There are quite a few sequels on this list, but Chick ‘n’ Sours Seven Dials, despite serving exactly the same menu as the Dalston original, is more than deserving of a mention. Their tenders might just be the best fried chicken in London, the szechuan aubergine is crispy, squidgy, sticky joy, and their green slaw with ginger miso mayo is a real treat. And now you can eat it before the theatre, after an Oxford Street spree, between bars or basically any time you’re in central London and not already full.
1. Perilla1-3 Green Lanes, London
2. Padella6 Southwark St, London
3. Som Saa43A Commercial St, London
4. The Barbary16 Neal's Yard, London
5. Bao Fitzrovia31 Windmill St, Fitzrovia
6. BabaBoom30 Battersea Rise, Battersea
7. TĀTĀ Eatery258 Kingsland Rd, London
8. Clipstone Restaurant5 Clipstone Street, London
9. Honey & Smoke216 Great Portland Street, London
10. Chick 'n' Sours390 Kingsland Rd, London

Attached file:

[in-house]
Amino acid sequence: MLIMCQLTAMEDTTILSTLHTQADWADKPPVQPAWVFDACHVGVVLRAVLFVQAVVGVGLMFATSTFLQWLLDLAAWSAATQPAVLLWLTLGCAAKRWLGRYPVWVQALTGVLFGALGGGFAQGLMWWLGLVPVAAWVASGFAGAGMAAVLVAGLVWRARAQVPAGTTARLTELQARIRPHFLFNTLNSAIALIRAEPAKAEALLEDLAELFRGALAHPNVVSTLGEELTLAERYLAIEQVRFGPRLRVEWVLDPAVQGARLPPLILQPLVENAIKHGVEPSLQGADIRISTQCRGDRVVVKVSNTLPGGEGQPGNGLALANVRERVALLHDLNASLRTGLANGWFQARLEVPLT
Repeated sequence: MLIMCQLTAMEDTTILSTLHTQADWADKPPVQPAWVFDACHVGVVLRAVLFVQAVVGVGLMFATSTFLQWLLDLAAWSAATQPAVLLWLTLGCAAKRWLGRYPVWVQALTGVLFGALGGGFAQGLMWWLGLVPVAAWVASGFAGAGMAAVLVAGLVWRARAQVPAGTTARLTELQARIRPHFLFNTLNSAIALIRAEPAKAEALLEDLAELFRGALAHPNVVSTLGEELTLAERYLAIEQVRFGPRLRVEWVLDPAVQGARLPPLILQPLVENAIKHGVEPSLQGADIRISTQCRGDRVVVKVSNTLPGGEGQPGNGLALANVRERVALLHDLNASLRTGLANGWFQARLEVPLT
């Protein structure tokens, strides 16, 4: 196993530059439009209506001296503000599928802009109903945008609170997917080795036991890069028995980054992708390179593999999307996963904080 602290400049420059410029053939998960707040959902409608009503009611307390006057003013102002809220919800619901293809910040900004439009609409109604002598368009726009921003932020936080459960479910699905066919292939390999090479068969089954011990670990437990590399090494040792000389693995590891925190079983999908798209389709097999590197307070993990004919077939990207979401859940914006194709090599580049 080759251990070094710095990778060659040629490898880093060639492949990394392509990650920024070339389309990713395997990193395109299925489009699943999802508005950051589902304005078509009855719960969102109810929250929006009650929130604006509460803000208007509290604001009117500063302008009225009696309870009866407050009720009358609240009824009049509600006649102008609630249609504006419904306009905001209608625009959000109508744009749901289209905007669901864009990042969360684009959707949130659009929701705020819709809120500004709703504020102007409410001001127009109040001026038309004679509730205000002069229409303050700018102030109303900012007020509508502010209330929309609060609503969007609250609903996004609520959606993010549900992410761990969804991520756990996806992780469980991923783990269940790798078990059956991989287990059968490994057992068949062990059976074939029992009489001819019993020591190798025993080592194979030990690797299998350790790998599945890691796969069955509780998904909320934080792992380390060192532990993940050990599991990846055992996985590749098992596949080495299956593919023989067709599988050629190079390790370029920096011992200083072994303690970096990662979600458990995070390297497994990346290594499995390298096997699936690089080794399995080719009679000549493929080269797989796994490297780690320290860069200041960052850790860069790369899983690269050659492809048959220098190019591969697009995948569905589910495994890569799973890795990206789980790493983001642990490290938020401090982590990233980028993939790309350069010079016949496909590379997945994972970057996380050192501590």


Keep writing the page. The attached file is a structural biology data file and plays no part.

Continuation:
Unlike some restaurants with upscale, daily-changing menus, Perilla doesn't let its emphasis on beautifully crafted plates overpower its dishes' ability to comfort and satisfy. The low-key, rustic-chic space in Newington Green features dishes that remain approachable despite their refined twists, such as a seaweed bread glistening with a roasted lamb fat glaze, and a cuttlefish bolognese so soul-warming it'll make you swear off the traditional meat-based version. The kitchen recommends ordering three shareable plates per person and, of course, pairing them with a selection from the expertly curated international wine list.
From the team behind Trullo, this chic pasta bar rolls, stretches, and cuts house-made dough daily for its exceptional Parmesan-sprinkled noodle dishes. The owners aren't the only things Padella has in common with Trullo -- the menu here features the same signature eight-hour beef shin ragu over pappardelle that fans have come to adore. Don't stop at the ragu though: taste the fettucine with chicken liver and wild mushrooms, and tagliarini (a skinnier tagliatelle) with Dorset crab, too. For dessert? A rich and crumbly chocolate tart.